Ohio GOP Undercuts Grassroots Conservatives

The Ohio Republican Party formally endorsed Gov. John Kasich for President last Friday. Given politics such as they are, this is not a surprising move to back the sitting governor of your own party. No other names were even put forth as alternatives despite the fact that Trump (23%) and Carson (18%) were beating Kasich (13%) in the Quinnipiac poll last October with Cruz (11%) polling not far behind. (This is the most recent poll I’ve seen on both RealClearPolitics and HuffPostPollster. I’d be very interested to see something new from Ohio.)


This Kasich endorsement interestingly required a suspension of the rules since the Ohio GOP only endorses incumbents per their instructions. Because Kasich is not an incumbent President, they needed to suspend the rules to make that endorsement. But they certainly could make other endorsements and they did… of themselves!

There are 66 members of the GOP State Central Committee, one man and one woman from each of the 33 State Senate districts, who are running in the March 15 primary. By endorsing themselves, they will have access to campaign dollars donated to the Ohio Republican Party to back any incumbent who happens to face a challenger. The tea parties and other grassroots conservatives have mounted challenges to some State Central Committee members on the grounds that the state party answers to power from above (i.e. Kasich) and not from the Republican voters whom they represent (i.e. voters).

Not every State Central Committee incumbent, however, received the party’s endorsement, and would it surprise you to learn that these individuals are sympathetic to the conservative cause? It shouldn’t! In the video below, we see committee member Gary Burkholder take on Chairman Matt Borges (read more about him here) about his absence from the endorsement list. Later, another member, Lisa Cooper, defends her issue and absence from the endorsement list. Also within this video, a member bravely requested that his name be removed from the list on the principle that a group of people should not be in the business of endorsing themselves!



The March 15 primaries will award about 350 delegates from five of the larger states including Ohio. It is expected that John Kasich will campaign very hard in this state even if he only gains a handful of New Hampshire delegates. Should he win Ohio, Kasich would be a powerful decision-maker if a true brokered convention were to take place in Cleveland.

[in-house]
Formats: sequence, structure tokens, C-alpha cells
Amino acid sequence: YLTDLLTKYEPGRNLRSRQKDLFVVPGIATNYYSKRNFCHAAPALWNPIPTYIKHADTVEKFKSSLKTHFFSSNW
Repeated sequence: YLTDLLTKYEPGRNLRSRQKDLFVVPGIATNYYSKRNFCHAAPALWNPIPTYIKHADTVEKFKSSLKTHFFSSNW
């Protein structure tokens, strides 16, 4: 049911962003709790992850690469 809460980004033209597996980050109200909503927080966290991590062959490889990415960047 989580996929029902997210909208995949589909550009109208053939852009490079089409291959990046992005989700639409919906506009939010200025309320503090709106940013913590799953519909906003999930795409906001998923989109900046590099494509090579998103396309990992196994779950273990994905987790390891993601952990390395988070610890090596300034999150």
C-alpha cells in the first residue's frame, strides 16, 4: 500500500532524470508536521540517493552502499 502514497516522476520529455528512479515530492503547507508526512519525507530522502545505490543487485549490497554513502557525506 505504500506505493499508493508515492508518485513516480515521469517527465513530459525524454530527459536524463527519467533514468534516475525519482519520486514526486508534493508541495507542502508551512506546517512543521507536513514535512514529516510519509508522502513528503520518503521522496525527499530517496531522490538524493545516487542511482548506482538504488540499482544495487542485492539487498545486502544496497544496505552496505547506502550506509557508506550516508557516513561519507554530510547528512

But I will be looking further down the Ohio ballot… much further… to see how many new faces will be elected to the State Central Committee. The conservative vs. establishment split in the GOP is very apparent in Ohio, and I think it could be rectified with a cultural shift at the state party level.

For well over a decade, and maybe since the time of the Voinovich-Taft governorships, the state party has behaved as king-maker playing state office-holders as chess pieces to be moved rather than allowing voters to decide between two or three qualified candidates. This aversion to primary competition has removed voters from the loop, and grassroots conservatives are asking to allow Republican citizens to have a meaningful vote. This naturally removes power from the top, of course, which is why Matt Borges and his ilk are so passionately protecting their turf.

(It should be noted that Sen. Rob Portman has a conservative challenger in Melissa Strzala, and Reps. Bob Gibbs and Dave Joyce have primary competition as well. Matt Lynch lost his primary challenge to Joyce in 2014 and, with more time and money, hopes to defeat him in 2016. Finally, there is a combination special election / primary election in Ohio’s 8th district to replace John Boehner with a handful of candidates running. Getting 25% in this district may get you the win!)



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